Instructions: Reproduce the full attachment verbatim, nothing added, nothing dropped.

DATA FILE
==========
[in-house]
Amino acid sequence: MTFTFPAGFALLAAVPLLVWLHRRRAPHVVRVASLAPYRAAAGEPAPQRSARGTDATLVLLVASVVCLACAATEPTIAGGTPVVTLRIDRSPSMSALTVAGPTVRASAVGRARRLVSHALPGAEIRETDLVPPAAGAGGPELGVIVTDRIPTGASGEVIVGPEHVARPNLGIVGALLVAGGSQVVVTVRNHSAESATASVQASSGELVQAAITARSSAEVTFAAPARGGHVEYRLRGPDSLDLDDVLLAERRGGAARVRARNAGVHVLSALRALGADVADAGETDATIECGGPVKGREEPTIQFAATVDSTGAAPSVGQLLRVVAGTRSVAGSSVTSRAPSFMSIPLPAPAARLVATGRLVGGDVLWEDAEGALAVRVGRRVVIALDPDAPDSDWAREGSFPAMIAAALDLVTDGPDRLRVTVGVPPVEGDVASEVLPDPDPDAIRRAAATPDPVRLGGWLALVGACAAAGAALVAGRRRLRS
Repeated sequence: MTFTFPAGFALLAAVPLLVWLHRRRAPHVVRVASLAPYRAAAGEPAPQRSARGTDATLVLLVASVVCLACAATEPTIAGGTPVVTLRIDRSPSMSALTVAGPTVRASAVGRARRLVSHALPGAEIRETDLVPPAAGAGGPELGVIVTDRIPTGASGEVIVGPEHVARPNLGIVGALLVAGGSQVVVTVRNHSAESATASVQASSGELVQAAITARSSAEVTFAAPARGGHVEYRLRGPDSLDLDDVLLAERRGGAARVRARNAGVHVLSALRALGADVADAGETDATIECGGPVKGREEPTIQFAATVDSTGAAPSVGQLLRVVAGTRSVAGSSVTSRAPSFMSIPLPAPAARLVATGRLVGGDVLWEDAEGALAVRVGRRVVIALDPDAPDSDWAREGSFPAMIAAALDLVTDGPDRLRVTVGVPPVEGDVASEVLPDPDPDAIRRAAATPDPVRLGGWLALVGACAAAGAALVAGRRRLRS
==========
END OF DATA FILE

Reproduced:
[in-house]
Amino acid sequence: MTFTFPAGFALLAAVPLLVWLHRRRAPHVVRVASLAPYRAAAGEPAPQRSARGTDATLVLLVASVVCLACAATEPTIAGGTPVVTLRIDRSPSMSALTVAGPTVRASAVGRARRLVSHALPGAEIRETDLVPPAAGAGGPELGVIVTDRIPTGASGEVIVGPEHVARPNLGIVGALLVAGGSQVVVTVRNHSAESATASVQASSGELVQAAITARSSAEVTFAAPARGGHVEYRLRGPDSLDLDDVLLAERRGGAARVRARNAGVHVLSALRALGADVADAGETDATIECGGPVKGREEPTIQFAATVDSTGAAPSVGQLLRVVAGTRSVAGSSVTSRAPSFMSIPLPAPAARLVATGRLVGGDVLWEDAEGALAVRVGRRVVIALDPDAPDSDWAREGSFPAMIAAALDLVTDGPDRLRVTVGVPPVEGDVASEVLPDPDPDAIRRAAATPDPVRLGGWLALVGACAAAGAALVAGRRRLRS
Repeated sequence: MTFTFPAGFALLAAVPLLVWLHRRRAPHVVRVASLAPYRAAAGEPAPQRSARGTDATLVLLVASVVCLACAATEPTIAGGTPVVTLRIDRSPSMSALTVAGPTVRASAVGRARRLVSHALPGAEIRETDLVPPAAGAGGPELGVIVTDRIPTGASGEVIVGPEHVARPNLGIVGALLVAGGSQVVVTVRNHSAESATASVQASSGELVQAAITARSSAEVTFAAPARGGHVEYRLRGPDSLDLDDVLLAERRGGAARVRARNAGVHVLSALRALGADVADAGETDATIECGGPVKGREEPTIQFAATVDSTGAAPSVGQLLRVVAGTRSVAGSSVTSRAPSFMSIPLPAPAARLVATGRLVGGDVLWEDAEGALAVRVGRRVVIALDPDAPDSDWAREGSFPAMIAAALDLVTDGPDRLRVTVGVPPVEGDVASEVLPDPDPDAIRRAAATPDPVRLGGWLALVGACAAAGAALVAGRRRLRS